From left, MTSU Interim Provost Mark Byrnes shakes hands with Col. Barry Melton, commander of the Civil Air Patrol’s Southeast Region, and Col. Arlinda Bailey, commander of CAP’s 1,000-member Tennessee Wing, after signing a three-year extension of the pact that links CAP with MTSU’s Department of Aerospace in the College of Basic and Applied Sciences. The signing ceremony was held Friday, March 17, in the MTSU Student Union Building. (MTSU photo by Andy Heidt)

From left, MTSU Interim Provost Mark Byrnes shakes hands with Col. Barry Melton, commander of the Civil Air Patrol’s Southeast Region, and Col. Arlinda Bailey, commander of CAP’s 1,000-member Tennessee Wing, after signing a three-year extension of the pact that links CAP with MTSU’s Department of Aerospace in the College of Basic and Applied Sciences. (MTSU photo by Andy Heidt)

MTSU survey: Tennessee consumer optimism continues to rise

The most recent Tennessee Consumer Outlook Survey shows that consumers across the state continue to feel better about the economy, future job market as well as their personal financial situations.

The Tennessee Consumer Outlook Index rose to 134 this month, up from 113 in December, according to the latest statewide snapshot of consumers by Middle Tennessee State University’s Office of Consumer Research.

The quarterly survey consists of a series of questions that measure areas such as how consumers feel about the local, state and national economies as well as their personal financial situations and the job market.

“Although Tennessee consumers continue to have concerns about the current state of the labor market and the ease with which jobs can be found, consumers have become more optimistic regarding the future job market,” said Tim Graeff, director of the Office of Consumer Research in MTSU’s Jones College of Business. “This pattern of optimism regarding the future job market is shared among the three regions of the state.”

This chart shows results of the overall Tennessee Consumer Outlook Index and sub-indices since September 2015. The index is measured quarterly. (Courtesy of the MTSU Office of Consumer Research)

This chart shows results of the overall Tennessee Consumer Outlook Index and sub-indices since September 2015. The index is measured quarterly. (Courtesy of the MTSU Office of Consumer Research)

The current survey of 615 Tennessee consumers was conducted March 1-8, with a margin of error of 4 percent. A copy of the full report and previous report are available at www.mtsu.edu/consumer/tnoutlookreports.php.

Dr. Tim Graeff

Dr. Tim Graeff

In addition to tracking an overall index, the survey includes sub-indices that measure consumers’ views on their current financial situations, future expectations and purchasing plans. The latest survey shows consumers are more optimistic about personal finances, and personal saving appears to be rising.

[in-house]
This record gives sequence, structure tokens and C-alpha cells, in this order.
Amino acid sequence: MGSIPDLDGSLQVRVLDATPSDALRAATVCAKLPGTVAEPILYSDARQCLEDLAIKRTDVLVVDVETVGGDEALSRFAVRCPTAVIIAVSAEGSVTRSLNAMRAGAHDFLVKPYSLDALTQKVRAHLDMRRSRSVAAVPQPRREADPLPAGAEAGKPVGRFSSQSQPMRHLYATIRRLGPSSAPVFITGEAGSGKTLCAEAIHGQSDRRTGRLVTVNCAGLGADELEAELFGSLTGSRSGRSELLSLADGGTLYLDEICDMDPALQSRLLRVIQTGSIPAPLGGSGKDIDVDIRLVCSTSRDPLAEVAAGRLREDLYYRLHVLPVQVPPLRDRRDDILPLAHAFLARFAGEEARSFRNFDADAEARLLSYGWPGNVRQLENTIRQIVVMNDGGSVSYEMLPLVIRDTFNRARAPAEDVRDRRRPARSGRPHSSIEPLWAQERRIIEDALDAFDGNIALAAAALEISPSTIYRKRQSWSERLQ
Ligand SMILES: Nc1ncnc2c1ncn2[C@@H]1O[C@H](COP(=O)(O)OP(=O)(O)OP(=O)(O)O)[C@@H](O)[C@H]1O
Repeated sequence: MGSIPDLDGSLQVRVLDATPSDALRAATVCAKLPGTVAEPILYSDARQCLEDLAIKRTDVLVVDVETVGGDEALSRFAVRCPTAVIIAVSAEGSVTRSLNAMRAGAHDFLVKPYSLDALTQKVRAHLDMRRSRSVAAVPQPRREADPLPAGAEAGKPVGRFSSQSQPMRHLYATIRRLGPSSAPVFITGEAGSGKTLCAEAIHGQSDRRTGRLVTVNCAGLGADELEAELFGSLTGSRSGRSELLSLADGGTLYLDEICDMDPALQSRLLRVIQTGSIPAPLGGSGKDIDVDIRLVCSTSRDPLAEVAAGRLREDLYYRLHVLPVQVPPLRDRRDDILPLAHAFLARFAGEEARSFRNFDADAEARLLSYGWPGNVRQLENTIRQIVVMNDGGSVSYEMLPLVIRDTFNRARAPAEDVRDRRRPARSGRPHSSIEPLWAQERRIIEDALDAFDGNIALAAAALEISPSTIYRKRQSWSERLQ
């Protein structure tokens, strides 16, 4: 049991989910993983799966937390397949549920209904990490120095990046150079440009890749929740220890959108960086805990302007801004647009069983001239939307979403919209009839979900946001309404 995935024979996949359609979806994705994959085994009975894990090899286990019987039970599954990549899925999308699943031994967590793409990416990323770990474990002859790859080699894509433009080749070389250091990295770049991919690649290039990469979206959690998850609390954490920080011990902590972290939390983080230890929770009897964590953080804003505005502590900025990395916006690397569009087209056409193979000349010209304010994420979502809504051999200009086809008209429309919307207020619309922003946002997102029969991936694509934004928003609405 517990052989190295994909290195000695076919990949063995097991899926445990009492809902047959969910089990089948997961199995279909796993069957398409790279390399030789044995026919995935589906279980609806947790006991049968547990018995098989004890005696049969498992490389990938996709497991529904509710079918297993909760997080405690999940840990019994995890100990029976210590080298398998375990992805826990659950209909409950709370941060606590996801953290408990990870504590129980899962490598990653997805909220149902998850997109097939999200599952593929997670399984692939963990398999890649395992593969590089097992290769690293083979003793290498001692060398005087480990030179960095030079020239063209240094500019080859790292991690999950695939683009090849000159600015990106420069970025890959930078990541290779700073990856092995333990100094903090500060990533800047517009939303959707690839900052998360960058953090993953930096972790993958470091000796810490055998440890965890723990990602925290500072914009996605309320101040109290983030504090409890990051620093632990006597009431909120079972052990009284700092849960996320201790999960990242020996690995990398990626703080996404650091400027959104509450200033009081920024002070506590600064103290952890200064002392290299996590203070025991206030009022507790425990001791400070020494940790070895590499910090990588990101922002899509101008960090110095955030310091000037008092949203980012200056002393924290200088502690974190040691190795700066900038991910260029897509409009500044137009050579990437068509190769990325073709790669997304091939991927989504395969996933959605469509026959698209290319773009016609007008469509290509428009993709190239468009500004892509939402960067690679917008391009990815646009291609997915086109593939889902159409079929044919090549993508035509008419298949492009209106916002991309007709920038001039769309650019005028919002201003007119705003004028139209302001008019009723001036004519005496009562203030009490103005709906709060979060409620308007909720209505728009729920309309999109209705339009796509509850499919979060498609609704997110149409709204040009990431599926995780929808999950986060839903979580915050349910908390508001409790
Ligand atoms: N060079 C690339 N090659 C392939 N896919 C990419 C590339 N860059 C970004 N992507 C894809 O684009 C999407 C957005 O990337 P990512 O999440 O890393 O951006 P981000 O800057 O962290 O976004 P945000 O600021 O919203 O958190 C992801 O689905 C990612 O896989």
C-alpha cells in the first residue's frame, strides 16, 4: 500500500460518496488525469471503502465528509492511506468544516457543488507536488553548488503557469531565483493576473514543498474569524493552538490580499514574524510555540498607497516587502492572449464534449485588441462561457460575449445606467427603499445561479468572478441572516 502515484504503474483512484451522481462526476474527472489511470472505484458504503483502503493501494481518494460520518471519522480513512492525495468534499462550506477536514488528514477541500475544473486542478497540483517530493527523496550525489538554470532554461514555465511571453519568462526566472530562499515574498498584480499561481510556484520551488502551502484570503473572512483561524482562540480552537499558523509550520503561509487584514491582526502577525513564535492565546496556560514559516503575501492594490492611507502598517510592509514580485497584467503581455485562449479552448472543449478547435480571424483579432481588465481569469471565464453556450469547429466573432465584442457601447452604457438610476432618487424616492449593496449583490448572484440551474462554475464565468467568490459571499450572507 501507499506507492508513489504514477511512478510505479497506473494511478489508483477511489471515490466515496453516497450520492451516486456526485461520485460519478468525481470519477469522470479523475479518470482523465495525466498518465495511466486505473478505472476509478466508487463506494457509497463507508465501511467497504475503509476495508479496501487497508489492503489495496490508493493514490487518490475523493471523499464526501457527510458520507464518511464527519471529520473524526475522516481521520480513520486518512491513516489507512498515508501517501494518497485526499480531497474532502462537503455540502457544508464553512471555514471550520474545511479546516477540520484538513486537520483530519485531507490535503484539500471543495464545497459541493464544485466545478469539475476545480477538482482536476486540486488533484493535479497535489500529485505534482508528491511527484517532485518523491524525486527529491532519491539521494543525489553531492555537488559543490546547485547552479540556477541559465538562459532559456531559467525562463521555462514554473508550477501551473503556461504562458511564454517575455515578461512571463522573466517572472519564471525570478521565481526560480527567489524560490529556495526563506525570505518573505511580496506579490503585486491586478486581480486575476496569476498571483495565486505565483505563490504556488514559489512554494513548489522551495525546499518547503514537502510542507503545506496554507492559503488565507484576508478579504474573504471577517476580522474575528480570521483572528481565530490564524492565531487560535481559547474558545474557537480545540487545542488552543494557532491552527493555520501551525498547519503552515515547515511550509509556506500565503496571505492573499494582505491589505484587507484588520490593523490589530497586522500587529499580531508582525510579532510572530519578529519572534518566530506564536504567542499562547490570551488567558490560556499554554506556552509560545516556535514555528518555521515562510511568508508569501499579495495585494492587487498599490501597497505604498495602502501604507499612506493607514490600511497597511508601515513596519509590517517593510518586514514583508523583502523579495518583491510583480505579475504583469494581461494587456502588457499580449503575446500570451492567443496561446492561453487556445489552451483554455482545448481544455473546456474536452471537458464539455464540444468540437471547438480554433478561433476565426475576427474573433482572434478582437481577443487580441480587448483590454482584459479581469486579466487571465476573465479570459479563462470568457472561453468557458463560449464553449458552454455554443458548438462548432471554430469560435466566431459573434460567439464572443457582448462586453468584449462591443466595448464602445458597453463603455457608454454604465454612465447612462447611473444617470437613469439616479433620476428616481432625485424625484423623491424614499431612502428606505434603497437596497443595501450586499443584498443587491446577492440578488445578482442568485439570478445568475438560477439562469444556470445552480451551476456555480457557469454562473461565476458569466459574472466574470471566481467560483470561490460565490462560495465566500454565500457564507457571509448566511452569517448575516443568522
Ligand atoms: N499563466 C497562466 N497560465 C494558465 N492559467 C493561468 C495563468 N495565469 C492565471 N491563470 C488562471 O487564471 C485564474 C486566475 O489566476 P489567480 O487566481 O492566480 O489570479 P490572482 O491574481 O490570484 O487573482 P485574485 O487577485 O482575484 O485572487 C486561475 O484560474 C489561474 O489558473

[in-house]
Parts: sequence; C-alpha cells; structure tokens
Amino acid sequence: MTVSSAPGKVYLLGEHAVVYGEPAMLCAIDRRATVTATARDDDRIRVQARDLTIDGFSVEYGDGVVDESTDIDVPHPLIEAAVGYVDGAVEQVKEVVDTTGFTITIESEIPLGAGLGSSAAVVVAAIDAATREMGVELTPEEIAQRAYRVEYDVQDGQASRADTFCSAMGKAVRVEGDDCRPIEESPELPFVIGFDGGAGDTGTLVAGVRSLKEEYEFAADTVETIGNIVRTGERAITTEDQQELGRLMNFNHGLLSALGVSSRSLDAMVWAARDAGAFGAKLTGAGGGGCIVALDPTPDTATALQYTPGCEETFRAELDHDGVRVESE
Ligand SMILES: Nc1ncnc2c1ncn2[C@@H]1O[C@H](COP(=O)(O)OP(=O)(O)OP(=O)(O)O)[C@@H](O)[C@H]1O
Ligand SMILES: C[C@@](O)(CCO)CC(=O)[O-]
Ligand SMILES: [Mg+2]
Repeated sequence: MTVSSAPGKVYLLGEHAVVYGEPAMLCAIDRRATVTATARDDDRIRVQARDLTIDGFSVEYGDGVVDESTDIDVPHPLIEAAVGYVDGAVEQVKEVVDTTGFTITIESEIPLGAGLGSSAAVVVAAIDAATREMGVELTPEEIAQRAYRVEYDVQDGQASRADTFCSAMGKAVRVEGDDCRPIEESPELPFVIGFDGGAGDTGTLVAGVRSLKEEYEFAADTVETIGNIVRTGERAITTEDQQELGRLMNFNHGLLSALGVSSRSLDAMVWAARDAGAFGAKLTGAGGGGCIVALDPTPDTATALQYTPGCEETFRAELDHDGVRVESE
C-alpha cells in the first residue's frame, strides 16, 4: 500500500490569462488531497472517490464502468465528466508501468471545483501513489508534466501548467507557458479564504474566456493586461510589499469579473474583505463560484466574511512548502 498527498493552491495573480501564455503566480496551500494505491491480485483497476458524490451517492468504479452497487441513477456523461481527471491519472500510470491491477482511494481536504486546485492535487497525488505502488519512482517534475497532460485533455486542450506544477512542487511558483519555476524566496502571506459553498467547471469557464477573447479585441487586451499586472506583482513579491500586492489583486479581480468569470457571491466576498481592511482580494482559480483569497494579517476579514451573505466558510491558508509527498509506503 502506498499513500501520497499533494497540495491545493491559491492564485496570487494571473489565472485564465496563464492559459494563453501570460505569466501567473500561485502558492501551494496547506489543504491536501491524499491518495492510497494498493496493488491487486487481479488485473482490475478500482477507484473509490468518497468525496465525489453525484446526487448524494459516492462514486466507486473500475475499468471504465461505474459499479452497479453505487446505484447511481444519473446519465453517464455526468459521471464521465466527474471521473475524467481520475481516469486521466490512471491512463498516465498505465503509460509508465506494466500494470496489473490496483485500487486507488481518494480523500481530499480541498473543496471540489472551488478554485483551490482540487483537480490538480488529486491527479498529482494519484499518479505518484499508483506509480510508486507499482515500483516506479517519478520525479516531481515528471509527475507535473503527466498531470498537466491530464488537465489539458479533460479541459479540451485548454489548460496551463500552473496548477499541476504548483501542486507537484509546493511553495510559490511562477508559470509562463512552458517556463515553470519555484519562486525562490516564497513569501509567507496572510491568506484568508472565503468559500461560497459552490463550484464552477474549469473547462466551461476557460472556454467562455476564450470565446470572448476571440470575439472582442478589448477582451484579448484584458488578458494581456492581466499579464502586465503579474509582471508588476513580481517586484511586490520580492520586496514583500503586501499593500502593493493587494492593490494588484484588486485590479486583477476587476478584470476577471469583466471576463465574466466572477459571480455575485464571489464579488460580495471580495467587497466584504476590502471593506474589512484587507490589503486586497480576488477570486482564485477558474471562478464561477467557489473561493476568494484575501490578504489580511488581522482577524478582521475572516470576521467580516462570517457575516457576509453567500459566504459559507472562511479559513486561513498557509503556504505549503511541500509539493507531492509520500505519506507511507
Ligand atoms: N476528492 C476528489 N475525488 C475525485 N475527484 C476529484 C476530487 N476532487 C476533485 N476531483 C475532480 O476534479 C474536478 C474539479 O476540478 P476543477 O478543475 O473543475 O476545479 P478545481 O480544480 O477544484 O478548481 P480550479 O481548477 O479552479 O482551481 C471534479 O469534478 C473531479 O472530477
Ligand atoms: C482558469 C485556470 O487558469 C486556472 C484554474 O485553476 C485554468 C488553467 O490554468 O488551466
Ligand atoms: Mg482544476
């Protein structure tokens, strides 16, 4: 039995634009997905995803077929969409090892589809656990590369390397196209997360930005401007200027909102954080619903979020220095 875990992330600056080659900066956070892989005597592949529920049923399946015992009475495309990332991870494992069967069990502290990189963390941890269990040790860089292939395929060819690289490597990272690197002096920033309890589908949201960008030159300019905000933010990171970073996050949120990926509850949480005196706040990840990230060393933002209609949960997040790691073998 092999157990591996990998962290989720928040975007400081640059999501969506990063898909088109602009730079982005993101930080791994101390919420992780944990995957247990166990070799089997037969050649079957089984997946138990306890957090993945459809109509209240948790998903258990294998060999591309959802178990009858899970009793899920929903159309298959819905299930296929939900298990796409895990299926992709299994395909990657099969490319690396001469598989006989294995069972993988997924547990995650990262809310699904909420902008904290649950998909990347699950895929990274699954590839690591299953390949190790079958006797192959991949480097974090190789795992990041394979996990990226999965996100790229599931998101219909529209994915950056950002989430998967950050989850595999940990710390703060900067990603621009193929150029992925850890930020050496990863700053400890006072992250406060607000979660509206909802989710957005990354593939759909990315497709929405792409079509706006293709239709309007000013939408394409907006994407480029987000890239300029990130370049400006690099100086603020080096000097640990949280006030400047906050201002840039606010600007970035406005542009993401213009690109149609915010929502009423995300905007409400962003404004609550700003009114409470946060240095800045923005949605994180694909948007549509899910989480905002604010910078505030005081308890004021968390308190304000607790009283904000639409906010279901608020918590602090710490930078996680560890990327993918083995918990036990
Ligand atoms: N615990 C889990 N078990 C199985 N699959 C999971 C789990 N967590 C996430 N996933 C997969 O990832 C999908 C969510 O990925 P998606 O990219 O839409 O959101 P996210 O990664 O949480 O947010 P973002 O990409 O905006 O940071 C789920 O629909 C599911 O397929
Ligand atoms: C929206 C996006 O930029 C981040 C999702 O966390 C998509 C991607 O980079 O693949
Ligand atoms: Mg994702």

“There was a large net increase in the percent of consumers who are saving more than they did last year,” Graeff noted. “Having both the desire and the ability to save for the future is a sign of increasing health in terms of personal finances.”

Other survey highlights include:

• The largest gain in overall consumer confidence is in East Tennessee, with confidence among Middle Tennessee consumers falling back slightly.

• The largest net increase in optimism regarding the future job market is in Middle Tennessee. Such increases in optimism are reflected in the most recent jobs report from the Bureau of Labor Statistics showing that domestic employers added 235,000 new jobs in February.

• The Purchasing Index declined slightly to 46 from 49 in December. This suggests recent gains in optimism might not translate into immediate spending increases as consumers look to save more.

• However, delayed spending is not always a bad thing, the report noted. Increased saving allows consumers to get their financial footing and set the stage for even more future spending.

“Taken together, these results are good news for businesses and retailers,” Graeff said. “The outlook for future consumer spending is brightened as consumers become more optimistic about the future of the economy, are able to save more money, and continue to feel more confident in the availability of jobs should they need to find one.”

For more information, contact Graeff at 615-898-5124 or Tim.Graeff@mtsu.edu. Or visit www.mtsu.edu/consumer.

— Jimmy Hart (jimmy.hart@mtsu.edu)

TN Consumer Outlook Index-cloud-March 2017-web

MTSU Women’s History Month celebrates trailblazers [+VIDEO]

Science, entrepreneurship, academia and gender identity are among the topics to be explored in MTSU’s 2017 celebration of National Women’s History Month.